In the interests of doing the right thing, there are times when you can’t ignore a situation.
Courage and Justice are two of the four Stoic virtues, after all. They encourage action, despite fear, for the common good.
Inaction may even make you complicit in wrongdoing. As Nassim Taleb puts it, “If you see fraud and do not say fraud, you are a fraud.”
To act or not to act? To help and defend, or to stroll by? To comment and reply, or to scroll by?
Your character is never more truly revealed than when faced with difficult dilemmas like this. But there is no rule book that tells us exactly which situations demand our intervention; we need to exercise our best judgment.
Marcus Aurelius offered good advice: “Just that you do the right thing, the rest doesn’t matter.” And also: “If it is not right, do not do it; if it is not true, do not say it.”
But some will say, what is right and what is wrong? It can be difficult to discern what that means.
In Stoic terms, the only things that are good are the four characteristic excellences or virtues of human beings: justice and courage, as we’ve seen, plus wisdom and moderation. Acting according to virtue, then, is right; acting according to vice (in other words, going against the virtues) is wrong.
If we are being honest with ourselves, we usually know the difference between right and wrong. We usually feel it. That’s simpler than any definition. If we need to ask the difference then perhaps we’re looking for a way to justify the wrong.
So once we’ve decided to “just do the right thing”, what do we do with “the rest” that Marcus Aurelius spoke of?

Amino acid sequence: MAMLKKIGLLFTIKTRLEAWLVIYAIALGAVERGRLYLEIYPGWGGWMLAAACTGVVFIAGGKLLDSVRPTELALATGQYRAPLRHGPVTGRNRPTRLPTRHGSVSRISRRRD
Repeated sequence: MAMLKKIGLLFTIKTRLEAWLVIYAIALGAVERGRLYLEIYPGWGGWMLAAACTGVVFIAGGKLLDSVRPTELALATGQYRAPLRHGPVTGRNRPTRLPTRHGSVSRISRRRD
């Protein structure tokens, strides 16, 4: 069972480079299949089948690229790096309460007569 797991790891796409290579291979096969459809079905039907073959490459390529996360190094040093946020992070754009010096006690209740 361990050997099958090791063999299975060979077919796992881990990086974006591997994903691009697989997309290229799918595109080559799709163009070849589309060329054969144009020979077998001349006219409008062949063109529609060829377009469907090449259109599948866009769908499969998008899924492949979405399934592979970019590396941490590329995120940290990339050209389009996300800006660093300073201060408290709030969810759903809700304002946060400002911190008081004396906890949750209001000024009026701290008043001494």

One option is to simply ignore most of it. If we’re talking about the exhausting cycle of breaking news, petty arguments, rumour, and gossip that can fill our days, then ignorance really can be bliss.
It’s a freeing realisation – not everything needs our opinion added to it. Perhaps very little does.
Think of when you usually comment, whether it be in person or on social media. Think of when arguments have escalated beyond your control. Think of when you have added fuel to the fire of gossip when perhaps the story wasn’t even true.
These thoughts lead to questions.
Why be outraged? Why comment negatively on the colleague or celebrity you don’t like? Why jump into an avoidable argument that ultimately leaves you annoyed the rest of the day? Why get worked up over breaking news today that will be old news tomorrow?
Why do all that when you can just ignore it? Why not free up so much time for the things that matter?
“We have the power to hold no opinion about a thing and to not let it upset our state of mind—for things have no natural power to shape our judgments.”Marcus Aurelius, Meditations 6.52
Seeking wisdom, having discipline, showing courage, exercising justice – and within those, not just doing no harm but actively helping others – those are the things that matter. Practising them is the right thing.
When the situation calls for it, use your judgment. Do the right thing.
The rest – and there’s a lot of it – doesn’t matter.